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INTRODUCTION: Infective endocarditis (IE) is a life-threatening condition with an annual mortality of up to 40%. Vegetations are the hallmark of IE, however, factors that affect the initial size and changes in size remain unclear. Our study aims to investigate the natural history of cardiac vegetation, including changes in size and/or resolution with adequate treatment, and to analyze factors that influence size and potential for persistence.

MATERIAL AND METHODS: We conducted a retrospective review of 102 patients admitted with native-valve endocarditis at Henry Ford Health System from September 1, 2017, to June 30, 2019. We included patients treated with six weeks of intravenous antibiotics who had both a diagnostic and a follow-up echocardiogram after antibiotic completion. The primary outcome was the change in vegetation size. Secondary measures included pathogen identification, valve involvement, number of complications, associated IV drug use, and co-infection with hepatitis B/C.

RESULTS: Of the 102 patients reviewed, 30 patients matched the inclusion criteria. There was a significant decrease in vegetation size after adequate antibiotic treatment. However, complete resolution was not often seen. A statistically significant relationship was seen between vegetation size, IV drug use, and Staphylococcal species (including both methicillin-susceptible Staphylococcus aureus [MSSA] and methicillin-resistant S. aureus [MRSA]), whereas a history of hepatitis B or C was not significantly related to vegetation size.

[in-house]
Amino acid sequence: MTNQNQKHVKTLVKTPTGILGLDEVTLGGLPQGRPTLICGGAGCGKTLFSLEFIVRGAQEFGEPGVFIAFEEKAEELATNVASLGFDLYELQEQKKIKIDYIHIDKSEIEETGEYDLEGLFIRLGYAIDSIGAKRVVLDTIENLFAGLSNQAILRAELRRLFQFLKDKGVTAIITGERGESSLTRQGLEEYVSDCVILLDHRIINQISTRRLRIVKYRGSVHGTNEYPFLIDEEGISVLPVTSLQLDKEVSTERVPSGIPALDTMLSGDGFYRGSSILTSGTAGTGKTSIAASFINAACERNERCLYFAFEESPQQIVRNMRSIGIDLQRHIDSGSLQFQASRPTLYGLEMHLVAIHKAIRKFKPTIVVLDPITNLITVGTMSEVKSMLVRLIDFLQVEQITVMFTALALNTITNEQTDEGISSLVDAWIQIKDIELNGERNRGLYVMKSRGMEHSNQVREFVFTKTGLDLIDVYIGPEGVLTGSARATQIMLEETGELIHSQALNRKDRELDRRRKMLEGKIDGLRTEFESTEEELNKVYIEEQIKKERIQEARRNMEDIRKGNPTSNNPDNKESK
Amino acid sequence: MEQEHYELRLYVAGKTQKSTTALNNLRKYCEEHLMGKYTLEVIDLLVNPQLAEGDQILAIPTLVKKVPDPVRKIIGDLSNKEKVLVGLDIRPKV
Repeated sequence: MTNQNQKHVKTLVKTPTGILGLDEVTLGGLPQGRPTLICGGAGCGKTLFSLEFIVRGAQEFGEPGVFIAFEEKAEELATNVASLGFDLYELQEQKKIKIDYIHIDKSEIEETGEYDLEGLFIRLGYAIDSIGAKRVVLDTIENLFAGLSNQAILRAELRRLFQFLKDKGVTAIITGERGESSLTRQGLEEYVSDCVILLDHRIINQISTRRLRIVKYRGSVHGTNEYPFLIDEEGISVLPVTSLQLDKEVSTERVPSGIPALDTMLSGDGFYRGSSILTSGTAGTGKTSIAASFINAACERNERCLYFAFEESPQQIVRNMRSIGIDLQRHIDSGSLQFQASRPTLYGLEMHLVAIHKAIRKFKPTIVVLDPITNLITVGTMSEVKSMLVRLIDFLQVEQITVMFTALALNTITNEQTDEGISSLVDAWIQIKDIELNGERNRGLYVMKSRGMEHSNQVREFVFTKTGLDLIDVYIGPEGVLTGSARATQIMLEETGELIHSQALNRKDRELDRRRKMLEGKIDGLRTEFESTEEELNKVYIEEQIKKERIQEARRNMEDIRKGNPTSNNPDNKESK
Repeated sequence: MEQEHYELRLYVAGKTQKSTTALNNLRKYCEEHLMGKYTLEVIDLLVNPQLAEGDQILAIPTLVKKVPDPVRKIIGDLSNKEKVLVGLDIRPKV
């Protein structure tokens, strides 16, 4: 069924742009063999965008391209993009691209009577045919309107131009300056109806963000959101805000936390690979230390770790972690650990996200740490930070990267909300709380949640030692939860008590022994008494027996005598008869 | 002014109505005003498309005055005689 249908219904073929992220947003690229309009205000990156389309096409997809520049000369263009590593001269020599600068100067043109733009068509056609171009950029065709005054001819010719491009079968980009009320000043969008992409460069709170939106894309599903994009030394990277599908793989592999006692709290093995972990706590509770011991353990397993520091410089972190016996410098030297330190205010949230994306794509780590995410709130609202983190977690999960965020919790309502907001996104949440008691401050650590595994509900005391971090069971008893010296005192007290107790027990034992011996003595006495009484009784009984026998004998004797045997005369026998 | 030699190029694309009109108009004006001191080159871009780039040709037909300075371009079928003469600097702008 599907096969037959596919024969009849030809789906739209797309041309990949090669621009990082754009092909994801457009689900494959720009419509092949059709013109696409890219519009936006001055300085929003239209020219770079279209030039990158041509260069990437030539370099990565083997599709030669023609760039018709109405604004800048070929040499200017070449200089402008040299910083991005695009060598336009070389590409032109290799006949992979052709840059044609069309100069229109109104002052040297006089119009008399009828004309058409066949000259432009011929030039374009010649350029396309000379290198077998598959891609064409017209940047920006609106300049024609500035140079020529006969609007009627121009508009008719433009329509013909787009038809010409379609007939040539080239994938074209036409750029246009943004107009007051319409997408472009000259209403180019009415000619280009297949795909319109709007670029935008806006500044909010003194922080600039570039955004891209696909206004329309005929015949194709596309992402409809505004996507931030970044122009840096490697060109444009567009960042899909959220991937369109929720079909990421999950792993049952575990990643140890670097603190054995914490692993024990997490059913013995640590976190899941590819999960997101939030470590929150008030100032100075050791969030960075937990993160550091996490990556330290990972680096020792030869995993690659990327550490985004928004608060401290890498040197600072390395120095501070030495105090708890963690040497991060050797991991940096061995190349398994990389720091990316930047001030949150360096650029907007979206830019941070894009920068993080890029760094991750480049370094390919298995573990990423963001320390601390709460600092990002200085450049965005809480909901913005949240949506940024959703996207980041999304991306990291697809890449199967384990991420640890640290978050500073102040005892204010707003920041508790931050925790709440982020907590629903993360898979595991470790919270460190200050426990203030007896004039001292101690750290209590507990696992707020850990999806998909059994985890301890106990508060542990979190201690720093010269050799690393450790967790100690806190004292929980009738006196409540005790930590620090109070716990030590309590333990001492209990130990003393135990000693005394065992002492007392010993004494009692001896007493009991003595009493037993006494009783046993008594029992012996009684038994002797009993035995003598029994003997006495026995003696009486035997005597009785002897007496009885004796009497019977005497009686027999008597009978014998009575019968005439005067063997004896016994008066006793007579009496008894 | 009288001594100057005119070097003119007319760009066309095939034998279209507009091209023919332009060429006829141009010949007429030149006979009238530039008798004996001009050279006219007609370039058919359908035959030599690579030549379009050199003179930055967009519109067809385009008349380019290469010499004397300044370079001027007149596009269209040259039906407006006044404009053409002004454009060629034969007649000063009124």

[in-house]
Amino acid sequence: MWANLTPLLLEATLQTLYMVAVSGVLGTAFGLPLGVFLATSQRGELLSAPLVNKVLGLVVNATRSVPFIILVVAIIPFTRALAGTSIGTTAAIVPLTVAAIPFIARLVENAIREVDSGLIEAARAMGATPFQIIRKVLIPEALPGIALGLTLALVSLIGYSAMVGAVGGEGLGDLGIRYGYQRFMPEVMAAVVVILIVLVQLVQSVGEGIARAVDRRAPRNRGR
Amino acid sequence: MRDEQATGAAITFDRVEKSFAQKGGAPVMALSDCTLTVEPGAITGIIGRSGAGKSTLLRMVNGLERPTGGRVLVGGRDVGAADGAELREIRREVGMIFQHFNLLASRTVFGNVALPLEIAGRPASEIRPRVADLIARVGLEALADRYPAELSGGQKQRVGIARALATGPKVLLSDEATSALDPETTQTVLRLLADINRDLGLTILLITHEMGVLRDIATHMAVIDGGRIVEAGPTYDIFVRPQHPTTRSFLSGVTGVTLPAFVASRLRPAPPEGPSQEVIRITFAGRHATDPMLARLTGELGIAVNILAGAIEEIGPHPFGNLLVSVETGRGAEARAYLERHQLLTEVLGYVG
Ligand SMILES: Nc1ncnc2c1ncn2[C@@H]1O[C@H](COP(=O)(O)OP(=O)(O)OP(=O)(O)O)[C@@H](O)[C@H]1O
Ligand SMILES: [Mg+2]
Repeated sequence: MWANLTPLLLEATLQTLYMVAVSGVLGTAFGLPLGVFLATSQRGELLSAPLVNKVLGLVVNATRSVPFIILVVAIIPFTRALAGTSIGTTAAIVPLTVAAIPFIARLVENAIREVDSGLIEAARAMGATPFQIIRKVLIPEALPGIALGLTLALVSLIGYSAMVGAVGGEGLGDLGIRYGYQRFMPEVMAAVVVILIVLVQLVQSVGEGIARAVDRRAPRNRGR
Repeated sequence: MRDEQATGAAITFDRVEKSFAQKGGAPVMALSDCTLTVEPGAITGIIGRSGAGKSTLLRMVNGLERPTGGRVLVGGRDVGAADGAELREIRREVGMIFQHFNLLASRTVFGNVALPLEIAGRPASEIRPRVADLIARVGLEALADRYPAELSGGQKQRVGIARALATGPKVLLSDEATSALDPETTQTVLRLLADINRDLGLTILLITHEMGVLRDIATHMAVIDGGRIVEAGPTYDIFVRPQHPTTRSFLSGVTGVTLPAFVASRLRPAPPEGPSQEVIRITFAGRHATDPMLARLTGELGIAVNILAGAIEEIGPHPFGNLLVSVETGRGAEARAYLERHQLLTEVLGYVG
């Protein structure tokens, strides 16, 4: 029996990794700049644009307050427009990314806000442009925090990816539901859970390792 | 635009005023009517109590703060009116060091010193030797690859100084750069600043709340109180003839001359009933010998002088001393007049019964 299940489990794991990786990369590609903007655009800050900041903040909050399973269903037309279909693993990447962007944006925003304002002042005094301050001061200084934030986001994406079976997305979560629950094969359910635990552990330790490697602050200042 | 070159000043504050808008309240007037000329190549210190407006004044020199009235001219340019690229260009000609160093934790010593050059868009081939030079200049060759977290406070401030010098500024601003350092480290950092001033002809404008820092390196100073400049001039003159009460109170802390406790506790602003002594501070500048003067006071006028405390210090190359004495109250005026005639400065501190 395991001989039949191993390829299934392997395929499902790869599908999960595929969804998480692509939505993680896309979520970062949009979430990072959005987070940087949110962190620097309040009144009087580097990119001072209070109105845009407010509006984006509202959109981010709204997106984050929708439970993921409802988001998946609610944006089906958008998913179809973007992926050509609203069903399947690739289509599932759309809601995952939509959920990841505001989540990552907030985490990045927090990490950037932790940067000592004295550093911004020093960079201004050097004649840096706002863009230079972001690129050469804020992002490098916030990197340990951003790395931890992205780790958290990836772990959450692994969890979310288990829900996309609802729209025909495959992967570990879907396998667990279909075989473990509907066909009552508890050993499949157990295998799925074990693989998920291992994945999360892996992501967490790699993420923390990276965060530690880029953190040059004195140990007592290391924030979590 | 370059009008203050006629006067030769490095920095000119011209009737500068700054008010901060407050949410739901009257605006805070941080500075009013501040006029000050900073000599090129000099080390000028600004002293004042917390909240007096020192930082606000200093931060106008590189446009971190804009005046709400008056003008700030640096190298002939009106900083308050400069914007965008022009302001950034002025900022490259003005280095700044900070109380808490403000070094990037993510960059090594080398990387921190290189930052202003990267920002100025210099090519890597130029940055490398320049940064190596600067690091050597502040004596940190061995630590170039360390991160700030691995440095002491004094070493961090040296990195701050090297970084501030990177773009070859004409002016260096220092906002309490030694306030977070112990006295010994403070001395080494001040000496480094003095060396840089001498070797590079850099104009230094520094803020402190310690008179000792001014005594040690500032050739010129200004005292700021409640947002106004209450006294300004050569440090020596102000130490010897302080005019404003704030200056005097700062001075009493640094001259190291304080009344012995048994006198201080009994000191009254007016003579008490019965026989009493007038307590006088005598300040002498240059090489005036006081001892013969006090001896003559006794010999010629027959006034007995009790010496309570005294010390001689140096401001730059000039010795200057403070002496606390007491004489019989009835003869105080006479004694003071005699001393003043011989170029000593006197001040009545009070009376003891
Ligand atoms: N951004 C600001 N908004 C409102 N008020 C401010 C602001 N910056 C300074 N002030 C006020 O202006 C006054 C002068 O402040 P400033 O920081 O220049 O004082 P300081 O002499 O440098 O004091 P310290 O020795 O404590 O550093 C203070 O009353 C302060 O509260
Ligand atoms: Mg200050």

CONCLUSION: Large vegetation may predict a higher risk of embolic complications and can be reduced with IV antibiotics, although complete resolution is not likely. IV drug use and Staphylococcal endocarditis influence vegetation size and embolic complications. We argue that these subgroups should be prioritized for early surgical intervention.

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